The memorandum provides the following email address for a point of contact: [email protected].

Additional Information:

The FMG Coronavirus Task Team will be conducting a series of webinars on Coronavirus issues on a regular basis. Topics include the CCPA, the CARES Act, Law Enforcement and the viruses’ impact on the Construction Industry. Click here to register.

FMG has formed a Coronavirus Task Force to provide up-to-the-minute information, strategic advice, and practical solutions for our clients. Our group is an interdisciplinary team of attorneys who can address the multitude of legal issues arising out of the Coronavirus pandemic, including issues related to Healthcare, Product Liability, Tort Liability, Data Privacy, and Cyber and Local Governments. For more information about the Task Force, click here.

You can also contact your FMG relationship partner or email the team with any questions at [email protected].

**DISCLAIMER: The attorneys at Freeman Mathis & Gary, LLP (“FMG”) have been working hard to produce educational content to address issues arising from the concern over COVID-19. The webinars and our written material have produced many questions. Some we have been able to answer, but many we cannot without a specific legal engagement. We can only give legal advice to clients. Please be aware that your attendance at one of our webinars or receipt of our written material does not establish an attorney-client relationship between you and FMG. An attorney-client relationship will not exist unless and until an FMG partner expressly and explicitly states IN WRITING that FMG will undertake an attorney-client relationship with you, after ascertaining that the firm does not have any legal conflicts of interest. As a result, you should not transmit any personal or confidential information to FMG unless we have entered into a formal written agreement with you.  We will continue to produce education content for the public, but we must point out that none of our webinars, articles, blog posts, or other similar material constitutes legal advice, does not create an attorney client relationship and you cannot rely on it as such. We hope you will continue to take advantage of the conferences and materials that may pertain to your work or interests.**

State and Federal Motor Vehicle Exemptions related to COVID-19

Posted on: March 18th, 2020

By: Josh Ferguson

The Federal Motor Carrier Safety Administration (FMCSA) issued a national emergency declaration and in doing so provided a limited exemption from driver safety regulatory requirements.  The exemption applies “for motor carriers and drivers engaged in the transport of essential supplies, equipment and persons” that provide “direct assistance in support of relief efforts related to the COVID-19 outbreaks.”  The Emergency Declaration was effective March 13, 2020 and remain in effect until the end of the emergency or until 11:59 p.m. (ET) on April 12, 2020, whichever comes sooner.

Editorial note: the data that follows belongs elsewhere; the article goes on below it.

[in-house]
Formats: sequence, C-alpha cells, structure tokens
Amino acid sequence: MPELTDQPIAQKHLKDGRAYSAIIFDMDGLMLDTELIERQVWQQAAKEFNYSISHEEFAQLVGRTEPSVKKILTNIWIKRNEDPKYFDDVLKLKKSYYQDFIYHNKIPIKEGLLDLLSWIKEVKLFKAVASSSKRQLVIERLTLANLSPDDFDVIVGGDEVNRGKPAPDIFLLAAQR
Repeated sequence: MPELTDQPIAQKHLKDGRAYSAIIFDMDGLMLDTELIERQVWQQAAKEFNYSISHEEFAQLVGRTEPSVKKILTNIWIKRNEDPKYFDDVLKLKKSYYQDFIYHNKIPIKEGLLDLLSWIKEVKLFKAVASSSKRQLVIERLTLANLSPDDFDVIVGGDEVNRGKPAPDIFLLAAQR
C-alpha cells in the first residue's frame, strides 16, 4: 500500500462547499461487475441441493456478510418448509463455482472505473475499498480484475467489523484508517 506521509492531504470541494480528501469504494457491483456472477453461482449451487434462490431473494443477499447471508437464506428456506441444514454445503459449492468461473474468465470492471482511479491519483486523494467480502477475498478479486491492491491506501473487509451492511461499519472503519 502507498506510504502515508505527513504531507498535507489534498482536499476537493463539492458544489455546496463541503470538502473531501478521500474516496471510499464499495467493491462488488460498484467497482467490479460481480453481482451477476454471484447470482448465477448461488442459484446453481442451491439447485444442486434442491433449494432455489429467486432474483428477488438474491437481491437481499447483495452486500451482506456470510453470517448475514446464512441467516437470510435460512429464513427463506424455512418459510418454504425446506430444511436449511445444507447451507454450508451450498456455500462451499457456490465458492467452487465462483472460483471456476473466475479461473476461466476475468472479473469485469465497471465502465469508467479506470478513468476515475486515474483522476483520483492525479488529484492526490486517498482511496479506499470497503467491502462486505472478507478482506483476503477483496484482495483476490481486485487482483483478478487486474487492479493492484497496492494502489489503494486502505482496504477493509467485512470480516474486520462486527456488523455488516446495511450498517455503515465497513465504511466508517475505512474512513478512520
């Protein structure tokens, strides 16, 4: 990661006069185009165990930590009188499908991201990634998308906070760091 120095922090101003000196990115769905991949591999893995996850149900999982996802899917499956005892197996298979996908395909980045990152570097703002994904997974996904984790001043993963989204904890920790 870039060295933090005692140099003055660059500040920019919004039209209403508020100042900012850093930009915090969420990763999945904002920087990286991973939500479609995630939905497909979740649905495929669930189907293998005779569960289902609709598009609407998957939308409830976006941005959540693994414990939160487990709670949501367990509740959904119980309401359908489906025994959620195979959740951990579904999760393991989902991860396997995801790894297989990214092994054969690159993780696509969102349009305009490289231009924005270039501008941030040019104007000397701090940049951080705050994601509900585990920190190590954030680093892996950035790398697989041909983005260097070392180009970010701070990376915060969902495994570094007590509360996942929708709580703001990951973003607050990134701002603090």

The declaration defines “Direct assistance” as transportation and other relief services provided by a motor carrier or its driver(s) incident to the immediate restoration of essential services, such as medical care, or essential supplies such as food, related to COVID-19 outbreaks during the emergency.  These include transportation of the following:

  • Medical supplies and equipment related to the testing, diagnosis and treatment of COVID-19;
  • Supplies and equipment necessary for community safety, sanitation, and prevention of community transmission of COVID-19, such as masks, gloves, hand sanitizer, soap and disinfectants;
  • Food for emergency restocking of stores;
  • Equipment, supplies and persons necessary to establish and manage temporary housing, quarantine, and isolation facilities related to COVID-19;
  • Persons designated by federal, state or local authorities for medical, isolation, or quarantine purposes; and
  • Persons necessary to provide other medical or emergency services, the supply of which may be affected by the COVID-19 response.

Direct assistance does not include routine commercial deliveries or transportation of mixed loads that include essential supplies, equipment and persons, along with supplies, equipment and persons that are not being transported in support of emergency relief efforts related to the COVID-19 outbreaks.  Another important aspect is the exemption terminates when a driver or commercial motor vehicle is used to transport cargo or provide services not identified on the list.